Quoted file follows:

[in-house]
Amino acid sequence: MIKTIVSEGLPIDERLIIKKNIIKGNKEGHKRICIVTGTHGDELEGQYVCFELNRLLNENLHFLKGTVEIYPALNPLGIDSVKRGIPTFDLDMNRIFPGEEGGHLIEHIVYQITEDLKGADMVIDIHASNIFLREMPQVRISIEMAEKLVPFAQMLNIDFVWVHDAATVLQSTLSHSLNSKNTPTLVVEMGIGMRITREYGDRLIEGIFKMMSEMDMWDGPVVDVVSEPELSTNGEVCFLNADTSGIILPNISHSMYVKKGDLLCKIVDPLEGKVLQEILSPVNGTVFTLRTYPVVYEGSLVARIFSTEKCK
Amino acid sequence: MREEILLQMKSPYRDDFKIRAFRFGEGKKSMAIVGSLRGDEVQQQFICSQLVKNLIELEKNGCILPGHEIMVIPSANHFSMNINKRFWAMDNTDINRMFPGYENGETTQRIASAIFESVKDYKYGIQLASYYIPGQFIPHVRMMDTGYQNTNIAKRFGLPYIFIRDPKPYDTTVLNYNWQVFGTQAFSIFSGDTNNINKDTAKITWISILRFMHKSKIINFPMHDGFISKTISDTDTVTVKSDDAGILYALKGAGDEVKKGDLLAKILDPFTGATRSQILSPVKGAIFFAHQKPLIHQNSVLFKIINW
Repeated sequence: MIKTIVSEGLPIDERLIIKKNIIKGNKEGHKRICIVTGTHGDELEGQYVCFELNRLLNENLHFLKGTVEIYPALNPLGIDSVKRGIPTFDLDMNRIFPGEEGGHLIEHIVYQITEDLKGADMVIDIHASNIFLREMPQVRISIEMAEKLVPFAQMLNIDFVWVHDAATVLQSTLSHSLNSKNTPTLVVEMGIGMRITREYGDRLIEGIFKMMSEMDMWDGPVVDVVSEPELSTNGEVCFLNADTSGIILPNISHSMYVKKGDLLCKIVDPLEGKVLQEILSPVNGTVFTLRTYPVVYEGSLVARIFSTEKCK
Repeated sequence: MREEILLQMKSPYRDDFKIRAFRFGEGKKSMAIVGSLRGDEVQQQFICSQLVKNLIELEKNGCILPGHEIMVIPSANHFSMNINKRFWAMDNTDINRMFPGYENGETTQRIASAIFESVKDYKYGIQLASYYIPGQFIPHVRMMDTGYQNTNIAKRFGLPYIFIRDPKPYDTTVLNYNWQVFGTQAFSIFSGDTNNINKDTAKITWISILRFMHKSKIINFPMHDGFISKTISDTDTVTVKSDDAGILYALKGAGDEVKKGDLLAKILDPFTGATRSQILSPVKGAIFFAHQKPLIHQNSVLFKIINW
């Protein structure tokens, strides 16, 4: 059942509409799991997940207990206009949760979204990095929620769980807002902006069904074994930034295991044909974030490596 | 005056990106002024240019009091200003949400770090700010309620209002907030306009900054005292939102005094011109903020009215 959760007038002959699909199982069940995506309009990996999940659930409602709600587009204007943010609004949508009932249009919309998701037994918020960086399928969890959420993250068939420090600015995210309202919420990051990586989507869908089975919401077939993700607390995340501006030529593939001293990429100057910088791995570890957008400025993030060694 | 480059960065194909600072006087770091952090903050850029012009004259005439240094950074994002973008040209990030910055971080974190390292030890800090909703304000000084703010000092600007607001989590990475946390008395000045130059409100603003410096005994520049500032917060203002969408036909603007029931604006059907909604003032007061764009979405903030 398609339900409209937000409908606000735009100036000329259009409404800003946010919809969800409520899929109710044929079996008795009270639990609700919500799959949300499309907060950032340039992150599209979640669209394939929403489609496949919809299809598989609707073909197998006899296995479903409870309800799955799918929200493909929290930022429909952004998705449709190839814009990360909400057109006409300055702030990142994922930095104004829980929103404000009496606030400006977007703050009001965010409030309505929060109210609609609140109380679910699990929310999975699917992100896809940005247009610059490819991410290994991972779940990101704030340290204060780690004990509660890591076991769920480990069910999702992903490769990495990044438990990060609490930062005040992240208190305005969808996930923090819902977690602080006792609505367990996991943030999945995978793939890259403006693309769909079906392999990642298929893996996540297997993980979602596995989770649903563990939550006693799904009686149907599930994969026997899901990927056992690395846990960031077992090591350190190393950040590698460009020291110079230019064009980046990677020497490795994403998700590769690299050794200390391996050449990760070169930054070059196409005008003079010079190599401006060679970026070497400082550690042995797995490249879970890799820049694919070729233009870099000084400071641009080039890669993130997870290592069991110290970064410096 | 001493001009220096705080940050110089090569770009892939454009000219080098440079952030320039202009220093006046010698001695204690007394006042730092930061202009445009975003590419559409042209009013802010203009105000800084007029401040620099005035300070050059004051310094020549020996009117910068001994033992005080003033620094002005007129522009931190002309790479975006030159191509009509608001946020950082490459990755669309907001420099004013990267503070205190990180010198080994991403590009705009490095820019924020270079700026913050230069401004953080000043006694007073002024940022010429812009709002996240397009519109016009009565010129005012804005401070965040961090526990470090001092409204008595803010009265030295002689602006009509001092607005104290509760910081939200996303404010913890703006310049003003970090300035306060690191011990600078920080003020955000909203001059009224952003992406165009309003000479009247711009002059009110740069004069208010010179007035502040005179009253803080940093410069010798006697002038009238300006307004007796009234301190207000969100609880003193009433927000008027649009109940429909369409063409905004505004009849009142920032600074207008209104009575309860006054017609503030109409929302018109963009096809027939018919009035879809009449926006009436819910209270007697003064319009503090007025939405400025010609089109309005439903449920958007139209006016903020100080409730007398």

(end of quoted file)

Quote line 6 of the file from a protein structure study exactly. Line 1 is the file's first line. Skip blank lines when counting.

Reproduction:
């Protein structure tokens, strides 16, 4: 059942509409799991997940207990206009949760979204990095929620769980807002902006069904074994930034295991044909974030490596 | 005056990106002024240019009091200003949400770090700010309620209002907030306009900054005292939102005094011109903020009215 959760007038002959699909199982069940995506309009990996999940659930409602709600587009204007943010609004949508009932249009919309998701037994918020960086399928969890959420993250068939420090600015995210309202919420990051990586989507869908089975919401077939993700607390995340501006030529593939001293990429100057910088791995570890957008400025993030060694 | 480059960065194909600072006087770091952090903050850029012009004259005439240094950074994002973008040209990030910055971080974190390292030890800090909703304000000084703010000092600007607001989590990475946390008395000045130059409100603003410096005994520049500032917060203002969408036909603007029931604006059907909604003032007061764009979405903030 398609339900409209937000409908606000735009100036000329259009409404800003946010919809969800409520899929109710044929079996008795009270639990609700919500799959949300499309907060950032340039992150599209979640669209394939929403489609496949919809299809598989609707073909197998006899296995479903409870309800799955799918929200493909929290930022429909952004998705449709190839814009990360909400057109006409300055702030990142994922930095104004829980929103404000009496606030400006977007703050009001965010409030309505929060109210609609609140109380679910699990929310999975699917992100896809940005247009610059490819991410290994991972779940990101704030340290204060780690004990509660890591076991769920480990069910999702992903490769990495990044438990990060609490930062005040992240208190305005969808996930923090819902977690602080006792609505367990996991943030999945995978793939890259403006693309769909079906392999990642298929893996996540297997993980979602596995989770649903563990939550006693799904009686149907599930994969026997899901990927056992690395846990960031077992090591350190190393950040590698460009020291110079230019064009980046990677020497490795994403998700590769690299050794200390391996050449990760070169930054070059196409005008003079010079190599401006060679970026070497400082550690042995797995490249879970890799820049694919070729233009870099000084400071641009080039890669993130997870290592069991110290970064410096 | 001493001009220096705080940050110089090569770009892939454009000219080098440079952030320039202009220093006046010698001695204690007394006042730092930061202009445009975003590419559409042209009013802010203009105000800084007029401040620099005035300070050059004051310094020549020996009117910068001994033992005080003033620094002005007129522009931190002309790479975006030159191509009509608001946020950082490459990755669309907001420099004013990267503070205190990180010198080994991403590009705009490095820019924020270079700026913050230069401004953080000043006694007073002024940022010429812009709002996240397009519109016009009565010129005012804005401070965040961090526990470090001092409204008595803010009265030295002689602006009509001092607005104290509760910081939200996303404010913890703006310049003003970090300035306060690191011990600078920080003020955000909203001059009224952003992406165009309003000479009247711009002059009110740069004069208010010179007035502040005179009253803080940093410069010798006697002038009238300006307004007796009234301190207000969100609880003193009433927000008027649009109940429909369409063409905004505004009849009142920032600074207008209104009575309860006054017609503030109409929302018109963009096809027939018919009035879809009449926006009436819910209270007697003064319009503090007025939405400025010609089109309005439903449920958007139209006016903020100080409730007398």